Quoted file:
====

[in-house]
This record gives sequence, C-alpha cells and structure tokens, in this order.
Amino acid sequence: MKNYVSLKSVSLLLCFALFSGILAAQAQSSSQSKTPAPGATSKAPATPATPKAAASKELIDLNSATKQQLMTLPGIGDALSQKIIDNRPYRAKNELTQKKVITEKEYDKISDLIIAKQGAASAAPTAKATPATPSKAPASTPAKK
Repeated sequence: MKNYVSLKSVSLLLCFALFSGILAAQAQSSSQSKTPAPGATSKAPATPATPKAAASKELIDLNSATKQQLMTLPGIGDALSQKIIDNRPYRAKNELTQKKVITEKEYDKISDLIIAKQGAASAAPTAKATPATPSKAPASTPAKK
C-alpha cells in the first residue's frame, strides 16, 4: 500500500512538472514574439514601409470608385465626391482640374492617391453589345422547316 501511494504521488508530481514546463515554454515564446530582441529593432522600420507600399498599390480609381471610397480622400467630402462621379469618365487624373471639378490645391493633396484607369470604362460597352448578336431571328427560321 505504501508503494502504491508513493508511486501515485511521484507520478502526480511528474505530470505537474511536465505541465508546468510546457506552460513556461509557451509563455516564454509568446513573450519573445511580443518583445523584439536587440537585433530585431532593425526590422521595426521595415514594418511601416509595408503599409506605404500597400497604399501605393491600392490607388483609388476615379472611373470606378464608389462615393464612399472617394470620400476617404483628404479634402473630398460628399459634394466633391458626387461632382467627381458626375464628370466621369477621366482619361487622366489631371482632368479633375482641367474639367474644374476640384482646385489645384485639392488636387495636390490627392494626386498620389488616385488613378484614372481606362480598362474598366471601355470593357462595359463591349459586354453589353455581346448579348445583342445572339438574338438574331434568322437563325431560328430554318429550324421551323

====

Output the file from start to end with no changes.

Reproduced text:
[in-house]
This record gives sequence, C-alpha cells and structure tokens, in this order.
Amino acid sequence: MKNYVSLKSVSLLLCFALFSGILAAQAQSSSQSKTPAPGATSKAPATPATPKAAASKELIDLNSATKQQLMTLPGIGDALSQKIIDNRPYRAKNELTQKKVITEKEYDKISDLIIAKQGAASAAPTAKATPATPSKAPASTPAKK
Repeated sequence: MKNYVSLKSVSLLLCFALFSGILAAQAQSSSQSKTPAPGATSKAPATPATPKAAASKELIDLNSATKQQLMTLPGIGDALSQKIIDNRPYRAKNELTQKKVITEKEYDKISDLIIAKQGAASAAPTAKATPATPSKAPASTPAKK
C-alpha cells in the first residue's frame, strides 16, 4: 500500500512538472514574439514601409470608385465626391482640374492617391453589345422547316 501511494504521488508530481514546463515554454515564446530582441529593432522600420507600399498599390480609381471610397480622400467630402462621379469618365487624373471639378490645391493633396484607369470604362460597352448578336431571328427560321 505504501508503494502504491508513493508511486501515485511521484507520478502526480511528474505530470505537474511536465505541465508546468510546457506552460513556461509557451509563455516564454509568446513573450519573445511580443518583445523584439536587440537585433530585431532593425526590422521595426521595415514594418511601416509595408503599409506605404500597400497604399501605393491600392490607388483609388476615379472611373470606378464608389462615393464612399472617394470620400476617404483628404479634402473630398460628399459634394466633391458626387461632382467627381458626375464628370466621369477621366482619361487622366489631371482632368479633375482641367474639367474644374476640384482646385489645384485639392488636387495636390490627392494626386498620389488616385488613378484614372481606362480598362474598366471601355470593357462595359463591349459586354453589353455581346448579348445583342445572339438574338438574331434568322437563325431560328430554318429550324421551323